Laudine writes:"To what extent is wide reading meant to obviate the need for personal experience, or vice versa?"Very well put, Laudine, and thank you for bringing this question to our attention. One would hope that neither necessarily obviates the other--as I've said again and again, here and elsewhere [perhaps too much so], expansiveness of experience/practice will always be a vitue to me [over the narrowing of possible options, in whatever direction]. Reading, of whichever author, can itself [possibly] be a stifling experience that shuts out the real world. At the same time, the real world can itself be too stifling and ordinary. And vice versa. And vice versa. And vice versa. By which I mean: it's not about the particular texts we're reading and/or writing: it's ultimately about the way we look out at the world, with wonder, or with pinched cynicism.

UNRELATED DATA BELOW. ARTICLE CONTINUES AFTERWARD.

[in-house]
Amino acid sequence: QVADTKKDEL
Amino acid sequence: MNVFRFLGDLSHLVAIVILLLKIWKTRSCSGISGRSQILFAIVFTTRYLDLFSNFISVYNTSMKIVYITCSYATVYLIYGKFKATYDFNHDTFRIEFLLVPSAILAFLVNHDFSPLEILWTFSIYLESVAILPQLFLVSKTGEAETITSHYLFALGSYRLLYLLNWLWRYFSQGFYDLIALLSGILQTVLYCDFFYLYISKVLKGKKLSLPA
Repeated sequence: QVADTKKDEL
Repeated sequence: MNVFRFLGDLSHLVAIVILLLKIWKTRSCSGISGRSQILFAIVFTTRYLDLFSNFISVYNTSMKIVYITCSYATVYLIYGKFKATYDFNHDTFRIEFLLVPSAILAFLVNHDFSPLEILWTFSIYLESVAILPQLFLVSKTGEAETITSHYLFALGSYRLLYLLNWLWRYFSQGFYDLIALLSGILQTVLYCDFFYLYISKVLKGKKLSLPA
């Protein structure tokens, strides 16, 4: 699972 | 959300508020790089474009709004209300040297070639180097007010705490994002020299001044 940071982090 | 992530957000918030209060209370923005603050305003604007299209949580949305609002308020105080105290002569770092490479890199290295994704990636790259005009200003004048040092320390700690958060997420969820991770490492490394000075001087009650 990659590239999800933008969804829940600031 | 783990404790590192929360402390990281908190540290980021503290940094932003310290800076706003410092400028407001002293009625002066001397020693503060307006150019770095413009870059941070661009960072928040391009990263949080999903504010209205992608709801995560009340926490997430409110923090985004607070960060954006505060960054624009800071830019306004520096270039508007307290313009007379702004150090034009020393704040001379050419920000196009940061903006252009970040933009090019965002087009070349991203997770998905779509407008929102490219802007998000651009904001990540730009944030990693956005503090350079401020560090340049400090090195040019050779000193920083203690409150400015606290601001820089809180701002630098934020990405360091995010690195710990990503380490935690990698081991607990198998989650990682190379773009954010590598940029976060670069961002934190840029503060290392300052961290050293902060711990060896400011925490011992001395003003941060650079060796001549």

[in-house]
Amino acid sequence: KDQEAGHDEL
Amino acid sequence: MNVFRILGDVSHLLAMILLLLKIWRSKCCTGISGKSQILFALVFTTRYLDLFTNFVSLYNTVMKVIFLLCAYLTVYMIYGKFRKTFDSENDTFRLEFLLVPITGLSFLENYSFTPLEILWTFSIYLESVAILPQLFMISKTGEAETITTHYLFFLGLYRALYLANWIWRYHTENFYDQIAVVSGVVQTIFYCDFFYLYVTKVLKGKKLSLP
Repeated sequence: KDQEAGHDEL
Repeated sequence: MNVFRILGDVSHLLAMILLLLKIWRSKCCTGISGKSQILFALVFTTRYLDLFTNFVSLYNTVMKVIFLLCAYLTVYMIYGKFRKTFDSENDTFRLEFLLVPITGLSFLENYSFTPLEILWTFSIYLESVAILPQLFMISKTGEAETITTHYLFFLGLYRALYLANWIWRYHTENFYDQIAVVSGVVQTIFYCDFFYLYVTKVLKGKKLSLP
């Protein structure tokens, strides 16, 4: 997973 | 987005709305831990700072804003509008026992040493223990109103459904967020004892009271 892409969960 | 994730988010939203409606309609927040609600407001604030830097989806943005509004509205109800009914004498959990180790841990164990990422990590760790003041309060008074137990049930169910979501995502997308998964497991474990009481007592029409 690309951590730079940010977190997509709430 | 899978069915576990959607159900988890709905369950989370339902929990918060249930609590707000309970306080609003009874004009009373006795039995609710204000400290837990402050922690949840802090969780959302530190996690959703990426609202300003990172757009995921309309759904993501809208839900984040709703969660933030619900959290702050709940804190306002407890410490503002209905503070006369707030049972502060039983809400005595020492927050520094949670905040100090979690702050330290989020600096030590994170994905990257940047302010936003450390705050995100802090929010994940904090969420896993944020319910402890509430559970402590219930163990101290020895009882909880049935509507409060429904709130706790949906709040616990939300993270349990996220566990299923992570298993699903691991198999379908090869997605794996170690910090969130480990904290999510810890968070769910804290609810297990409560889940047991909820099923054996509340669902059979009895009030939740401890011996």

One small thing to add.Not too long ago I gave a paper at nearby American University. The event was enjoyable for many reasons, but one thing that struck me was the satisfaction of the graduate students there with the fact that MA and MFA students often found themselves in the same classes. I don't know how challenging this arrangment proves when you're the faculty member grading seminar papers, but the students lauded the fact that craft and form were a greater and more productive part of the discussion in these mixed classes.